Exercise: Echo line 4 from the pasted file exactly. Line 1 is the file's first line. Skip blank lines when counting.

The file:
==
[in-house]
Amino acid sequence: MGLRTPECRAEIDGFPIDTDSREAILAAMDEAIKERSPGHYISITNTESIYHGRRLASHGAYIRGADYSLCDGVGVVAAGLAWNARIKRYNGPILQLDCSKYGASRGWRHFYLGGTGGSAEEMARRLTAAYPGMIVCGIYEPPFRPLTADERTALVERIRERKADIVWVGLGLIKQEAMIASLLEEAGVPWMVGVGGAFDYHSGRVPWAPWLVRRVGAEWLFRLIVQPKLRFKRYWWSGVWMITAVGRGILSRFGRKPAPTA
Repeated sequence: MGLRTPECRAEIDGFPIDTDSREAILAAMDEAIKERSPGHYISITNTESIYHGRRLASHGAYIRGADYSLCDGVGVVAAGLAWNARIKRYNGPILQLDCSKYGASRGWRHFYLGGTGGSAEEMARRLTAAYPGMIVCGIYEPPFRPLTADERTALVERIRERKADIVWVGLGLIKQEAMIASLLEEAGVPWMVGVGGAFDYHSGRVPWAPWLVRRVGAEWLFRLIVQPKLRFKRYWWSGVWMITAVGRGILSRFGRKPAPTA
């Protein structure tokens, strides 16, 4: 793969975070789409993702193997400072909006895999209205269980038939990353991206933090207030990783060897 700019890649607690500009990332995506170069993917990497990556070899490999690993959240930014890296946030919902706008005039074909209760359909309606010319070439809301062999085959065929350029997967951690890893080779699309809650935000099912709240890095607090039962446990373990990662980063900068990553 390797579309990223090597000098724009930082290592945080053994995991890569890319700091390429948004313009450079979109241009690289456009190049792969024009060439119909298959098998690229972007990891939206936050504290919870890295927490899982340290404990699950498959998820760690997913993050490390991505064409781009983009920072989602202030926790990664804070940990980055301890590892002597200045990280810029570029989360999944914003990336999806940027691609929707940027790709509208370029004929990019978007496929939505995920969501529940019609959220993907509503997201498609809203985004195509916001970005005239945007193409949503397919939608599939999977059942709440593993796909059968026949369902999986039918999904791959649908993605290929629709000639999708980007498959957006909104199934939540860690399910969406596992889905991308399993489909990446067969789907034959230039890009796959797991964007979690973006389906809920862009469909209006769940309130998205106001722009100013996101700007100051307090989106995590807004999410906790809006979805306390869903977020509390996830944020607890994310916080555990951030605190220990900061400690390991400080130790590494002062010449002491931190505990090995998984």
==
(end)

């Protein structure tokens, strides 16, 4: 793969975070789409993702193997400072909006895999209205269980038939990353991206933090207030990783060897 700019890649607690500009990332995506170069993917990497990556070899490999690993959240930014890296946030919902706008005039074909209760359909309606010319070439809301062999085959065929350029997967951690890893080779699309809650935000099912709240890095607090039962446990373990990662980063900068990553 390797579309990223090597000098724009930082290592945080053994995991890569890319700091390429948004313009450079979109241009690289456009190049792969024009060439119909298959098998690229972007990891939206936050504290919870890295927490899982340290404990699950498959998820760690997913993050490390991505064409781009983009920072989602202030926790990664804070940990980055301890590892002597200045990280810029570029989360999944914003990336999806940027691609929707940027790709509208370029004929990019978007496929939505995920969501529940019609959220993907509503997201498609809203985004195509916001970005005239945007193409949503397919939608599939999977059942709440593993796909059968026949369902999986039918999904791959649908993605290929629709000639999708980007498959957006909104199934939540860690399910969406596992889905991308399993489909990446067969789907034959230039890009796959797991964007979690973006389906809920862009469909209006769940309130998205106001722009100013996101700007100051307090989106995590807004999410906790809006979805306390869903977020509390996830944020607890994310916080555990951030605190220990900061400690390991400080130790590494002062010449002491931190505990090995998984």